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Templafy Blog

5 Secrets To Building PowerPoint Templates Your Colleagues Will Love

By Christian Lund

Published Jan 18, 2016


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You probably know the situation very well; despite strict branding rules and maybe even best practice guidelines, your colleagues continue to use outdated, off-brand and self-styled templates for their PowerPoint presentations. Sound familiar? Here are five tips to make things easier for both you and them...

 

#1 Simplicity rules when building PowerPoint templates

Your ordinary user is probably not a PowerPoint wiz or a trained graphic designer, so make sure your templates are intuitive for the average Joe. You can always create 'simple' and 'advanced' versions of the templates you need once the basics are in place. 

 

#2 Let PowerPoint be PowerPoint

You can love or hate it, but you need to accept what PowerPoint can do and live with its limitations. Your colleagues will continue to use PowerPoint to communicate – your task is to ensure they do so within the correct visual identity. 

 

#3 Build a core PowerPoint template

Implement your visual identity on all the core elements in the template: add your logos and graphics, format text boxes with company fonts and bullet styles, set the correct color themes, default shape formats and default chart formats. In short, make sure all PowerPoint features used are tailored to your brand.

 

#4 Build generic templates that allow for customization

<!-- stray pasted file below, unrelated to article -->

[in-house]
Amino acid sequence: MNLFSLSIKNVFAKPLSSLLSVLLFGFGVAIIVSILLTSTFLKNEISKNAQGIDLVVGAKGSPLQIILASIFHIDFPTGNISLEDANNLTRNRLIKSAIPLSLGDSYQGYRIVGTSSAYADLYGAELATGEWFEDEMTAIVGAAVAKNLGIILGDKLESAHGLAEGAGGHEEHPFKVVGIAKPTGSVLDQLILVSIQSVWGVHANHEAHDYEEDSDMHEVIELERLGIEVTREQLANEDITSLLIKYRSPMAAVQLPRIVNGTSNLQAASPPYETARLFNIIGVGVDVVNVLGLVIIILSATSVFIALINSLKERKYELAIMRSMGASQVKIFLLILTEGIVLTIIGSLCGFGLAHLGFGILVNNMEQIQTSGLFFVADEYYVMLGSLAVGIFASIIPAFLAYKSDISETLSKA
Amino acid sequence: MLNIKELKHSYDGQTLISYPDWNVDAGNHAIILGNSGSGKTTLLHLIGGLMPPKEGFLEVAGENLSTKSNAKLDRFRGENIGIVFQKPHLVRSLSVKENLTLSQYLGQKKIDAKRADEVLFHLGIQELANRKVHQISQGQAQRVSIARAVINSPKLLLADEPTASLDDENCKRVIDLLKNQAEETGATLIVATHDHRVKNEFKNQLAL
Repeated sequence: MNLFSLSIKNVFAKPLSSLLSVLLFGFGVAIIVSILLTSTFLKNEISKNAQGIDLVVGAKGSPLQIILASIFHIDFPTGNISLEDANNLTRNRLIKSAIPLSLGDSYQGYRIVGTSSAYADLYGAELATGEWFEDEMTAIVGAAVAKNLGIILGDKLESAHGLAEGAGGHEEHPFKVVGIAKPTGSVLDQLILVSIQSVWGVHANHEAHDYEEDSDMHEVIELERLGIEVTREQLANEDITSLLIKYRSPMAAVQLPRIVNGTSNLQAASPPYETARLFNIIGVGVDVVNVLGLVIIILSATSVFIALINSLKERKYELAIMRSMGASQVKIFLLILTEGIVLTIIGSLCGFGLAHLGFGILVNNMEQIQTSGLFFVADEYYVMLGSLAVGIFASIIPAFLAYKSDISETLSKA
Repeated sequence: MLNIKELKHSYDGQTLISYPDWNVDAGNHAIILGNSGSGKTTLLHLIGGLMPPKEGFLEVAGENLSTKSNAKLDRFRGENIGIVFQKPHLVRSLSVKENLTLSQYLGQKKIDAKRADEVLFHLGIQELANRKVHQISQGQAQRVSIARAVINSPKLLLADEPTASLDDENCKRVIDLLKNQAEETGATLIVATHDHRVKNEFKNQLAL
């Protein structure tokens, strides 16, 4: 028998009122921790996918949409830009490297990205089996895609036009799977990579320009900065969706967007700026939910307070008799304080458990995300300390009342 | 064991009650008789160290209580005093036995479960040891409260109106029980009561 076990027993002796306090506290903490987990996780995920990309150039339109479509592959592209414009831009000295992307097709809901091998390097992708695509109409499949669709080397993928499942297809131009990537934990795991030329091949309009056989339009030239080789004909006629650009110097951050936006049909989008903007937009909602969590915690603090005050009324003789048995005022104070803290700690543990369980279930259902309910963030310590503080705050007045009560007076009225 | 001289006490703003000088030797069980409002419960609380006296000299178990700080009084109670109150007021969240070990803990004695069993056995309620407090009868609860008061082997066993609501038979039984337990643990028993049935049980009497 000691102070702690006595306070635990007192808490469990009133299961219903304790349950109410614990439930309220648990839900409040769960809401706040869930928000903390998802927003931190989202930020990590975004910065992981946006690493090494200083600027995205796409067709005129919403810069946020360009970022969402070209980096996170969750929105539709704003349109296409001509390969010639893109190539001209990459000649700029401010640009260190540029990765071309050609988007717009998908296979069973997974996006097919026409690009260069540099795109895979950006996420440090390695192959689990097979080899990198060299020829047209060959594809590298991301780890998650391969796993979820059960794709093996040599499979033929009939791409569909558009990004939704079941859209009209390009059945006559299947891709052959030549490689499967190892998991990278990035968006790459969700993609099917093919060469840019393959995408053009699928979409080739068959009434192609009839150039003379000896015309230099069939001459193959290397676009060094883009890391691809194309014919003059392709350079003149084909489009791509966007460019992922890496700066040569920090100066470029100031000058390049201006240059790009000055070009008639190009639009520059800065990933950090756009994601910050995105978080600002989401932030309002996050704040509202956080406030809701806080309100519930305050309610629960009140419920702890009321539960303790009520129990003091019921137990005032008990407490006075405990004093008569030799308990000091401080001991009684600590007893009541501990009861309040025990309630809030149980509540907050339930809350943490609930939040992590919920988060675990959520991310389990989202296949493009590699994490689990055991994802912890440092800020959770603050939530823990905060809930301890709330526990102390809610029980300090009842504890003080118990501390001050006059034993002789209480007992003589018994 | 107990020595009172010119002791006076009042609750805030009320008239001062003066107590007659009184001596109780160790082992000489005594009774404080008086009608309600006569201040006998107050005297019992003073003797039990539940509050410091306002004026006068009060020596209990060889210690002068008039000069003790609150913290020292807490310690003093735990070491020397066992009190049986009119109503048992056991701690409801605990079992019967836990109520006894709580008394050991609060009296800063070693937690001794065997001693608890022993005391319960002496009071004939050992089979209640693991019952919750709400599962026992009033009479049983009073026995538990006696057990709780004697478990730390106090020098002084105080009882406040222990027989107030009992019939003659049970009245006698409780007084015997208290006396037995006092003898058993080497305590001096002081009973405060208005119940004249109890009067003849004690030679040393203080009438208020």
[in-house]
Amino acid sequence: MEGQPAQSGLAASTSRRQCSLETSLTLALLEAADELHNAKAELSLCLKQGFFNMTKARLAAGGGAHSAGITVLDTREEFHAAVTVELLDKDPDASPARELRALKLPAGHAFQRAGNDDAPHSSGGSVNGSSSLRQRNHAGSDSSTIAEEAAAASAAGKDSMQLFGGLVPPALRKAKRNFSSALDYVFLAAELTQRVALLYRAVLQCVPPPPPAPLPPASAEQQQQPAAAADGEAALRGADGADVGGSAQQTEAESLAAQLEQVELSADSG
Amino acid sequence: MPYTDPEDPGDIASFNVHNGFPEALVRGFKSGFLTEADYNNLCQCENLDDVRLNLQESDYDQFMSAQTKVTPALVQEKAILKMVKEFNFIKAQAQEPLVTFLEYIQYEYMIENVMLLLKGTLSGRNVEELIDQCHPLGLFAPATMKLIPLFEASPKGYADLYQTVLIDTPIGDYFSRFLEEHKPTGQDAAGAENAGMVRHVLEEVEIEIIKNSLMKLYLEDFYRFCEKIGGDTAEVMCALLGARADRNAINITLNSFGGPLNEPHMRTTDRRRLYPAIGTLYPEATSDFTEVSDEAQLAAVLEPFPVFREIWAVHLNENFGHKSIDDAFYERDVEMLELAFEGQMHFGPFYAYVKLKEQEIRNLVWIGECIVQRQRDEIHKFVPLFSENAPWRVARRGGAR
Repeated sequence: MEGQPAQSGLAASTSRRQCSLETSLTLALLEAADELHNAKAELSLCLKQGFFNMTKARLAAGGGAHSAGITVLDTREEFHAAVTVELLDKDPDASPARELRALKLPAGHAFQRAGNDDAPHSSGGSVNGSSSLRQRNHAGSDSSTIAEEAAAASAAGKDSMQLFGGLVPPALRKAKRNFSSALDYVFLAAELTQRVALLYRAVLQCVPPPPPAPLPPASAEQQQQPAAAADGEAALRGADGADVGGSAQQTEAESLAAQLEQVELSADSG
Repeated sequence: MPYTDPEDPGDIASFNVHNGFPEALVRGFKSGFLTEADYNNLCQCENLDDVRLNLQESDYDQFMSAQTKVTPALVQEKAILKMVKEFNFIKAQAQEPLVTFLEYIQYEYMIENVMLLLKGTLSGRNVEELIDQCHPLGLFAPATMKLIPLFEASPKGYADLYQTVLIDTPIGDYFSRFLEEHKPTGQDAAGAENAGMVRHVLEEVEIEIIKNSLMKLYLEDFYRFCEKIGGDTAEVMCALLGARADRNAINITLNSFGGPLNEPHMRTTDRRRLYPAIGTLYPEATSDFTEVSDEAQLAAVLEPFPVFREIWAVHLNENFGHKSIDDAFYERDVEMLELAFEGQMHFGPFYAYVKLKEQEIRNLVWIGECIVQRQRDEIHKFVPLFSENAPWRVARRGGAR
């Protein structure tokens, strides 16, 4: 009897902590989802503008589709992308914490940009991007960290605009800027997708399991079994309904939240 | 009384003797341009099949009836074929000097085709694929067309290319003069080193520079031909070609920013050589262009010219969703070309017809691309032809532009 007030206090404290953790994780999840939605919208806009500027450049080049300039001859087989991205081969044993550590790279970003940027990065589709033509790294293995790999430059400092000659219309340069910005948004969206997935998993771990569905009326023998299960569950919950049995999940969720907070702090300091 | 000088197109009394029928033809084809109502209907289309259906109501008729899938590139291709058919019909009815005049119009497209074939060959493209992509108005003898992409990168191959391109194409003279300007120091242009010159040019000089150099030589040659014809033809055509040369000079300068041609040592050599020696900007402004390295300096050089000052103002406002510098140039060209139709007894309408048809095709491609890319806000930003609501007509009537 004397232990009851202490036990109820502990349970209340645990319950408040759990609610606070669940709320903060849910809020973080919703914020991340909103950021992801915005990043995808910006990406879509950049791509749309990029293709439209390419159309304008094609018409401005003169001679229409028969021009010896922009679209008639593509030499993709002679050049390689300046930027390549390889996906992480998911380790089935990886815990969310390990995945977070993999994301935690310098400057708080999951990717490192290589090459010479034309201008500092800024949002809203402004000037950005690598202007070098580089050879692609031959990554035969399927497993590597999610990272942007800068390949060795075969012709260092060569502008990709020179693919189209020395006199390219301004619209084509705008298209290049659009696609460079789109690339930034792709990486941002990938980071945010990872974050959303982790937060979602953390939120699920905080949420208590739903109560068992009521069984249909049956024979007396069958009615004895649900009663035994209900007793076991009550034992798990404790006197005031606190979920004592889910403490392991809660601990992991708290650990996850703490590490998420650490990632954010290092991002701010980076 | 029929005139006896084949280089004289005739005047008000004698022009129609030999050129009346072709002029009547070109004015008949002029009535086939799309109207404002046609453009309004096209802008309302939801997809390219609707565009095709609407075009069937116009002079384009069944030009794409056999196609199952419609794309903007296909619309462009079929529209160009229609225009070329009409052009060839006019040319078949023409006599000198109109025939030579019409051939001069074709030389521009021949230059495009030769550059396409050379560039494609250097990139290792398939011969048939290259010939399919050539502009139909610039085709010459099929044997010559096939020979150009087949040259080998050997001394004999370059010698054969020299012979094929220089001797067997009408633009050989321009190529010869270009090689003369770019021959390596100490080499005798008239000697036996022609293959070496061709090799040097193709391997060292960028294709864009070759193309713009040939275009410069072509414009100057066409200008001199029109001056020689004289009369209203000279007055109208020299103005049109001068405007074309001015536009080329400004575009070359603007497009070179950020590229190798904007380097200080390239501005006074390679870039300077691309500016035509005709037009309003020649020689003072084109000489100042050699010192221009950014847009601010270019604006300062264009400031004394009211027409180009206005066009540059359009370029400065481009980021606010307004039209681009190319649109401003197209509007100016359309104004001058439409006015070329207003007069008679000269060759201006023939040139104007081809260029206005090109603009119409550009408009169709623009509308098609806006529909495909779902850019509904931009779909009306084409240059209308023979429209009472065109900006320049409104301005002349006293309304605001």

You can't predict all the different things your users will want to communicate through PowerPoint, so make it easy to use for any communication need. Don't create rigid limits or focus on just one type of presentation.

Creating several PowerPoint templates is a good idea, for example:

  • One for large audience presentations, for those consultants that need sharp graphics and charts.
  • One for users who like to prepare reports in PowerPoint, maybe even in A4 format.

 

#5 Build additional files with default slides, or content to copy and paste

Don't be tempted to build a template with 100 slides, leaving users with the task of cleaning up files and removing content before giving presentations or sharing documents with others. Build a set of additional files instead, with content that users can copy and paste as needed.

Commonly needed slides include:

  • A set of title slides
  • Break slides
  • Agenda slides
  • Company figures
  • Product slides
  • Shapes and smart art
  • Charts

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